A “Five Nights at Freddy’s” retrospective


Photo credit: Scott Games

This story was originally published in the third edition of The Lion’s Tale (January 31st, 2022).

Back in 2014, the internet was rocked by a small indie horror game, where players sit in a dingy office at the back of a pizzeria, fending off from a series of child-haunted animatronics attempting to break in and stuff you in one of their empty suits. Back in 2014, the internet was rocked by a small indie horror game named Five Nights At Freddy’s.

Five Nights At Freddy’s is as simple as it comes in the realm of horror video games. You sit in an office, you have two doors on either side of you and a laptop in your hands. There are two buttons near the doors, press the first one to turn on the hallway light and press the second one to shut the door. Doing this drains your power. Hit the button at the bottom screen to pull up your laptop, click through the cameras to view the pizzeria. Doing this drains your power. 

But regardless of how straightforward the game is, people were hooked. YouTubers like Markiplier got the game to explode in popularity online through their playthroughs, while others like The Game Theorists explored the hidden lore and peaked fan interest in the story. Throughout the next five years and six more games, creator Scott Cawthon would further develop the story of “FNaF.” 

The next two sequels would follow a similar format, the second game stripping away the doors and adding twice as many animatronics while the highly anticipated third game would see players face off the original murderer – William Afton – himself, now trapped inside the rotting springlock suit he used to lure and kill his victims. And although that last title was set up to be the final in a trilogy, Cawthon’s quick turnaround with titles and the fans’ love for these games set the stage for the story to expand even further, and become even more puzzling.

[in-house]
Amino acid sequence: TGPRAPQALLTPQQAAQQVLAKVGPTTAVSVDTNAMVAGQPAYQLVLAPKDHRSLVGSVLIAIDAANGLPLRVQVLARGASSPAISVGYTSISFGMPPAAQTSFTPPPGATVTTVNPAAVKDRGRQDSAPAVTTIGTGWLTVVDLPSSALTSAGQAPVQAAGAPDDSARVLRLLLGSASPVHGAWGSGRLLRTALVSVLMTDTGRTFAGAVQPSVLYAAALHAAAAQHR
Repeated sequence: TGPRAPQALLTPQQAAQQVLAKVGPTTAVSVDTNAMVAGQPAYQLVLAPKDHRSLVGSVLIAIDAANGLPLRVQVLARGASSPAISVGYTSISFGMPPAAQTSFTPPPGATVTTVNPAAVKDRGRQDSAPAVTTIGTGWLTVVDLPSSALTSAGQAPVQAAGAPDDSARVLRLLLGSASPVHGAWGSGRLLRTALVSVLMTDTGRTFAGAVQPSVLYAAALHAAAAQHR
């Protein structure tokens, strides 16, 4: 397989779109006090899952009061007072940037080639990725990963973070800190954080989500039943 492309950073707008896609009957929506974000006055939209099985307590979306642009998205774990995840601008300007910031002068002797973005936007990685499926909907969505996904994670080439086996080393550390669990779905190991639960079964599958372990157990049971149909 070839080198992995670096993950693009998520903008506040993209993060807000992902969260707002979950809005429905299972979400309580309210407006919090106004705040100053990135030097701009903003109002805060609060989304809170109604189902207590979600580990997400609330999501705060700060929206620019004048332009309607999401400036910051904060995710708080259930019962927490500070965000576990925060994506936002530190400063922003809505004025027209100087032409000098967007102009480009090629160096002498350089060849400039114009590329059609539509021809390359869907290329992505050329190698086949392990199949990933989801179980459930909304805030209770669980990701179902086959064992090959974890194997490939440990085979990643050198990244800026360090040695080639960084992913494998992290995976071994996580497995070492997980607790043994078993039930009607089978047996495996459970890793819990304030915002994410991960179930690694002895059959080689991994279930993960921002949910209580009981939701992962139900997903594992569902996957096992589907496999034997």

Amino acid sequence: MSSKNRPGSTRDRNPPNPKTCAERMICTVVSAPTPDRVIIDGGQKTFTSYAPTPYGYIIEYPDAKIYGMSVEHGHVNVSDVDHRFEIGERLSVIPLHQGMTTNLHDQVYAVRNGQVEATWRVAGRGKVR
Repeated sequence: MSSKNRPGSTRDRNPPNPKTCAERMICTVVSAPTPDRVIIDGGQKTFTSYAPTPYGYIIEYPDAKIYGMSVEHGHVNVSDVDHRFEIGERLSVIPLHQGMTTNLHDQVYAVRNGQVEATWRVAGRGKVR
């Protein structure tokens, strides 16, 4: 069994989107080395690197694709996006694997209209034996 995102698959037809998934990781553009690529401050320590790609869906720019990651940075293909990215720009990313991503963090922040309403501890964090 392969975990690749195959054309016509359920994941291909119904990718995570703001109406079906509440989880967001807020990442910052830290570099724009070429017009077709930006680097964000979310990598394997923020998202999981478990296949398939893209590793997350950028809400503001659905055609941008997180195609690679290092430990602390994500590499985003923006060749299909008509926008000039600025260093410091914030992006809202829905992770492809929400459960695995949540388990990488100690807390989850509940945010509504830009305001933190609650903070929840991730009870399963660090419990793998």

Five Nights At Freddy’s 4 would follow a young child haunted by nightmarish animatronics during the dead of night. The fifth installment, Sister Location, would see older brother to the last game’s unnamed protagonist and first son of the murderous Afton decend into the depth of a rental facility to free the soul of his young sister trapped inside the animatronic “Baby.” And with spin off titles and a series of books further fleshing out this universe, the core series would end with Freddy Fazbear’s Pizzeria Simulator and Ultimate Custom Night, the former game finding you run a franchise while William’s old business partner Henry collected Afton and his many victims so he could put their souls to rest, and the ladder game acting as a sit-and-survive in the vein of the old titles with 50 characters to fend off them, showcasing Afton’s eternal hell at the mercy of his vengeful victims.  

Looking back at the franchise, it’s amazing to see where the games have come from, even if the story is mind-numbing and the games themselves can be frustrating to play. But the thing is, the heart of these games isn’t either of those things. The heart is the fanbase. The most recent title, Security Breach, has thrown me and many others back into their “FNaF phase”, but honestly, I’m happy to be back. Growing up alongside this series, watching every Game Theory video on the games and books, jumping to the cheap scares and even trying out the demos of FNaF 2 and FNaF 3 on my first phone, all of those are special memories from my childhood.  I still remember arguing with friends of if the whole story was all a dream or not during gym class in the 5th Grade.

I’m excited to see where this franchise goes now in the hands of Steel Wool Studios, and I’m happy to see this nearly decade-long running series find its rightful place in the video games hall of fame.